Sustainable Growth: Strengthening Nonprofits Through Strategic Investment

By: Jessica Munday, Jessica Rodriguez and Heather Davidson

In the world of nonprofits, pursuing financial sustainability should take center stage as an essential driver for long-term success. While the term ‘strategic investment’ may initially seem at odds with the altruistic mission of these organizations, a shift in perspective reveals that a focus on strategic investment in operations, staff, and research and evaluation is paramount for the organization’s longevity and impactful contributions to the communities they serve.

Jessica Munday, co-founder of Cloud 9, emphasizes this reframing approach. “Striving for profitability in a nonprofit doesn’t counter its mission; rather, it’s essential for its long-term viability. In this context, it’s crucial for boards to act as financial stewards, championing growth and foresight over short-term savings. Boards should also be prepared to take risks, and sometimes, to achieve growth and expand impact, it’s necessary to strategically tap into reserves, understanding that this investment can lead to significant long-term benefits. We’re not just here for today’s challenges; we’re building resources for tomorrow’s needs.”

This mindset departs from the traditional scarcity approach, where resources are perceived as limited and, consequently, underutilized. By prioritizing strategic investment, nonprofits can break free from the cycle of perpetual reactivity and underdevelopment. To build a strong structure that will stand the test of time, nonprofits must first create a solid foundation and that starts with the organization’s operational framework and strategic investment.

Strategic investment, in this context, is not about accumulating financial assets. Instead, it revolves around creating a sustainable model that uses thorough planning and resources to foster innovation, facilitate growth, and respond adeptly to emerging challenges. This strategic approach empowers nonprofits to invest in their operations, enhance services, and, most importantly, ensure their work will survive the ebbs and flows of the economy.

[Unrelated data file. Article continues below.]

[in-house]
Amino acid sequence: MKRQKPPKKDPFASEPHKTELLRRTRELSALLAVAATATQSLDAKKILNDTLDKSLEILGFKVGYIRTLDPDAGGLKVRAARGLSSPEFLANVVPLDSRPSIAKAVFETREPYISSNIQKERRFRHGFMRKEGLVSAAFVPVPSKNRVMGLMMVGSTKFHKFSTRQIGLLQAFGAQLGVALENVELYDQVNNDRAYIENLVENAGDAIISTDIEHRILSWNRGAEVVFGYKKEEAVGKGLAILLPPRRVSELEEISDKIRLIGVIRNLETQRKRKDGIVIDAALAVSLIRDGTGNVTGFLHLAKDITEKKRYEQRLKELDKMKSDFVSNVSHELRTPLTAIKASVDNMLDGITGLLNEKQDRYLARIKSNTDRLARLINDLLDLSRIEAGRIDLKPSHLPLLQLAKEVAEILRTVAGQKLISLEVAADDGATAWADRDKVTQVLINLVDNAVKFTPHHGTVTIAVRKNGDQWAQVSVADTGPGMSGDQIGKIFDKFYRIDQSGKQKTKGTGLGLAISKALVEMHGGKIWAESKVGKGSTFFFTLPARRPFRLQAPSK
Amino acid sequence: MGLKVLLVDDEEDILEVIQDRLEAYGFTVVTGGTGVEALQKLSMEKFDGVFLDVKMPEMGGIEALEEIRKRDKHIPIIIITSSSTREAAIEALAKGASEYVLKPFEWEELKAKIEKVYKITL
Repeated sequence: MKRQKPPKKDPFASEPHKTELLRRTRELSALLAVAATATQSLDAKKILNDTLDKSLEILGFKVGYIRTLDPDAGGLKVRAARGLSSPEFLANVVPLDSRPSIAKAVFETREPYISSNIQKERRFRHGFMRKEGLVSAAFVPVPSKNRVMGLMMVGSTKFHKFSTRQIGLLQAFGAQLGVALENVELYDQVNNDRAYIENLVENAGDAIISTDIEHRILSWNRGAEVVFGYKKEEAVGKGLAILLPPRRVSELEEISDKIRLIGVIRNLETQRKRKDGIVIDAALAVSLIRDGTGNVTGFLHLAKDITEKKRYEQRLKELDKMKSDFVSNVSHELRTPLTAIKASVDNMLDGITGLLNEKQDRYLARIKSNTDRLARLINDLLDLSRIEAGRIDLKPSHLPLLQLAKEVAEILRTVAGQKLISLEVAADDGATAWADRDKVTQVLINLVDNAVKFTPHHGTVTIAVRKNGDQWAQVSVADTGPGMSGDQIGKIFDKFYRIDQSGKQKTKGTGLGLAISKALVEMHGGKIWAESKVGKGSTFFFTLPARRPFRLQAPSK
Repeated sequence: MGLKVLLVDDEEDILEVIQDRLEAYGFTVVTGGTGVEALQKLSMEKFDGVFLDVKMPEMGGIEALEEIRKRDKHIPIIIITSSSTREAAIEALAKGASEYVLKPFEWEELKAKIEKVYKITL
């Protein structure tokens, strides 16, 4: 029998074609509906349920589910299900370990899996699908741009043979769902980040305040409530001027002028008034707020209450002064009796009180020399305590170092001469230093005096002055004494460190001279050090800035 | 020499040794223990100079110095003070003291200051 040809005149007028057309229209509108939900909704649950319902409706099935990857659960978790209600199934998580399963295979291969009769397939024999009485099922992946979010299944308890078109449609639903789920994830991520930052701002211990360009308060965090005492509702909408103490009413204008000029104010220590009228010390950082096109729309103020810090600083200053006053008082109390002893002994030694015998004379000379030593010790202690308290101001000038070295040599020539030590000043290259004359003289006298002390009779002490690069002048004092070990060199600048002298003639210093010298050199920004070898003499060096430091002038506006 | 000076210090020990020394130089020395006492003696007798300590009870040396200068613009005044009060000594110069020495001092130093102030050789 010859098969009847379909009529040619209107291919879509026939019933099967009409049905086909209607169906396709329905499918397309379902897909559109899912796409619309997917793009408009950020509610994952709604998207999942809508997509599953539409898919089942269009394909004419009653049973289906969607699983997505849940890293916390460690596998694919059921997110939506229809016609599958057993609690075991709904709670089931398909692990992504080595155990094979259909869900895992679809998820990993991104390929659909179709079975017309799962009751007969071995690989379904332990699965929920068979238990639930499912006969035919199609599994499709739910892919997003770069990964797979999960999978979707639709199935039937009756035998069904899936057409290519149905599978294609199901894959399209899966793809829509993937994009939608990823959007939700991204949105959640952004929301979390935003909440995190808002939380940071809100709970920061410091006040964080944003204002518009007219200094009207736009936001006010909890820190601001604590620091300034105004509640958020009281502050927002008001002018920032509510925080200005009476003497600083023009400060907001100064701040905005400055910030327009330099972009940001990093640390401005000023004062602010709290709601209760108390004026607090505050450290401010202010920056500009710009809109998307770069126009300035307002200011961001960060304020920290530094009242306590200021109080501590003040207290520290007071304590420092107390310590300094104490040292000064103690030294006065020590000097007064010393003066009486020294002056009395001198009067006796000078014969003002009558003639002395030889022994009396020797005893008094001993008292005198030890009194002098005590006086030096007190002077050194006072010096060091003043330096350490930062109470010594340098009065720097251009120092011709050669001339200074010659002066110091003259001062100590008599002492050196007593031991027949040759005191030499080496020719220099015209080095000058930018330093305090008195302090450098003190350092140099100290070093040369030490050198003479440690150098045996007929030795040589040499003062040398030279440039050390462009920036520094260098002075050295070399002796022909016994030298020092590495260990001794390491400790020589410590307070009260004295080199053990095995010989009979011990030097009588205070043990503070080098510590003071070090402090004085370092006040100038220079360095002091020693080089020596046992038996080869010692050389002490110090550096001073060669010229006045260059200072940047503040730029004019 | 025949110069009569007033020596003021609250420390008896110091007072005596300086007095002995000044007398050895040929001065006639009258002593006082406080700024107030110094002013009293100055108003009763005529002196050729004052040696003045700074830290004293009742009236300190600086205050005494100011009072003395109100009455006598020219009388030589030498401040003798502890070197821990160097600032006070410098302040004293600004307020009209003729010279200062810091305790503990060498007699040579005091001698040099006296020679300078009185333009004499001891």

To concretely implement this strategic investment approach, nonprofits can consider tangible steps such as redirecting funds to raise wages—demonstrating a commitment to provide competitive pay and benefits that provide staff with a living wage. The scarcity mindset often results in lower wages and high staff turnover due to employee dissatisfaction and burnout. In the nonprofit sector, employees are asked to wear many hats and be “all hands on deck.” If organizations want a team that can fulfill their missions and make long-lasting community-wide changes, staff need to be compensated for the talent they bring to the table. This attracts and retains top-tier employees and ensures that an organization’s mission aligns with programs, resulting in successful outcomes.